(Savan in Hindi) is a series divided into three segments. Each segment covers
a phase of the Monsoon, on whose whim more than half the world survives. The
individual segments are: Longing, Release, and Retreat.
To know India is to know the monsoon. Life is defined by the monsoon. If it
appears on schedule, dams and irrigation canals fill and there will be a good
harvest. If it fails, hard times lie ahead. Waiting for the monsoon in May and
early June is exhausting. Shade shrinks and all but disappears; gentle breezes
become merely a memory; the sun never seems to go down. The sun comes up earlier
than before and licks up the few drops of dew before the fevered earth can moisten
its lips. It blazes away all day long in a cloudless grey sky, drying up wells,
streams and lakes...the sun goes on, day after day, from east to west, scorching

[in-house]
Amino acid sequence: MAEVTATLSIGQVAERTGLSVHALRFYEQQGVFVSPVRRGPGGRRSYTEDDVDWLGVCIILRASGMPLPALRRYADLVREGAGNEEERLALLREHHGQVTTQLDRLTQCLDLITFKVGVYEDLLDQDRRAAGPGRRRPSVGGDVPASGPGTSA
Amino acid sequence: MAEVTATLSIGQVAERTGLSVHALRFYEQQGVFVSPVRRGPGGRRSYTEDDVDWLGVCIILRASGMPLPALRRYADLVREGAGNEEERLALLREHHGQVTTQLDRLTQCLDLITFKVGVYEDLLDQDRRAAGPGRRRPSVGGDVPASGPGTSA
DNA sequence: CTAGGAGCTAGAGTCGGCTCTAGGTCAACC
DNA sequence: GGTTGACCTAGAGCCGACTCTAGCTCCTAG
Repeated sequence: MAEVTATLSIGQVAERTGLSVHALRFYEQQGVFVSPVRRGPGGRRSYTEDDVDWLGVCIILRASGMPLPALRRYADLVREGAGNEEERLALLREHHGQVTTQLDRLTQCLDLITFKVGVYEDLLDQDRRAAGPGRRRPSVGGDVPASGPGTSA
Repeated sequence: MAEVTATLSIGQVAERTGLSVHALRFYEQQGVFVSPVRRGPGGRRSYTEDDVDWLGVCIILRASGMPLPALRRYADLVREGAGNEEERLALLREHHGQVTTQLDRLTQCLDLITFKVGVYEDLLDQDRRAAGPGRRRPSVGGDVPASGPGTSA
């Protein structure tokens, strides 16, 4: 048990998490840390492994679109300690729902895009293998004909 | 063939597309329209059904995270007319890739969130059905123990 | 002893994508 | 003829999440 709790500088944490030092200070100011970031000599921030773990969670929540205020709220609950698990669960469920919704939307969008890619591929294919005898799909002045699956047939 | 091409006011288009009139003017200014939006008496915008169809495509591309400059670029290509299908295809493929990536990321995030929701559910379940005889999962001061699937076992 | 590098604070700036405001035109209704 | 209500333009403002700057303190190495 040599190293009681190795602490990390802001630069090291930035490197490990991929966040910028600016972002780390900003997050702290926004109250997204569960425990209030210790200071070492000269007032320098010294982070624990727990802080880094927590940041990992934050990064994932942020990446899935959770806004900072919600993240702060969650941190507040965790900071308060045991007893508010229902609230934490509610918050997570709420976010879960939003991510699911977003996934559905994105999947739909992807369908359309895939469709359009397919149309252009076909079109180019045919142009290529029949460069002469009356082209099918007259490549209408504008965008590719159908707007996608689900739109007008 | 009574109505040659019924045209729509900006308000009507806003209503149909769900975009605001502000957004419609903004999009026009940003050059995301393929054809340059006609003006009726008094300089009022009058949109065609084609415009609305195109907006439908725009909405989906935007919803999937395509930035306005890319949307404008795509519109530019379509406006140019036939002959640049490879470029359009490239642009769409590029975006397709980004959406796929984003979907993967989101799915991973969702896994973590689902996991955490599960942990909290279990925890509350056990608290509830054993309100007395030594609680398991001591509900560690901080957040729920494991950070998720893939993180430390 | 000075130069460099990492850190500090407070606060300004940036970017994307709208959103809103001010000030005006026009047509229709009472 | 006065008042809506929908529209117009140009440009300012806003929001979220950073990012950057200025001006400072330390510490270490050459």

Then, the wind fills the black sails of the clouds and they billow out across
the sun. A profound shadow falls on the earth. There is another clap of thunder.
First it falls in fat drops; the earth rises to meet them. She laps them up
thirstily and is filled with fragrance. Another flash of lightening and another
crack of thunder like the roar of a hungry tiger. Then it comes in torrents.
Sheets of water, wave and wave. The monsoon is not like ordinary rain which
comes and goes. Once it is on, it stays for two months or more. Its advent is
greeted with joy. But it's an illusion that quickly vanishes. The earth becomes
a big stretch of swamp and mud. In towns, gutters get clogged and streets become
turbid streams. In villages, mud walls of huts melt in the water and thatched
roofs sag and descend on the inmates. Rivers keep rising steadily and burst
their banks as the monsoon spends itself on the mountains. And, after the clouds
have shed their last drop of moisture in the Himalayas, the monsoon retreats
back the way it has come, like some vast tidal wave, hope and wreckage in its
wake."This is not really a documentary. I hope! I call it a program because
it borrows elements of many genres. But maybe it's just a poem to the Rains,
and to women."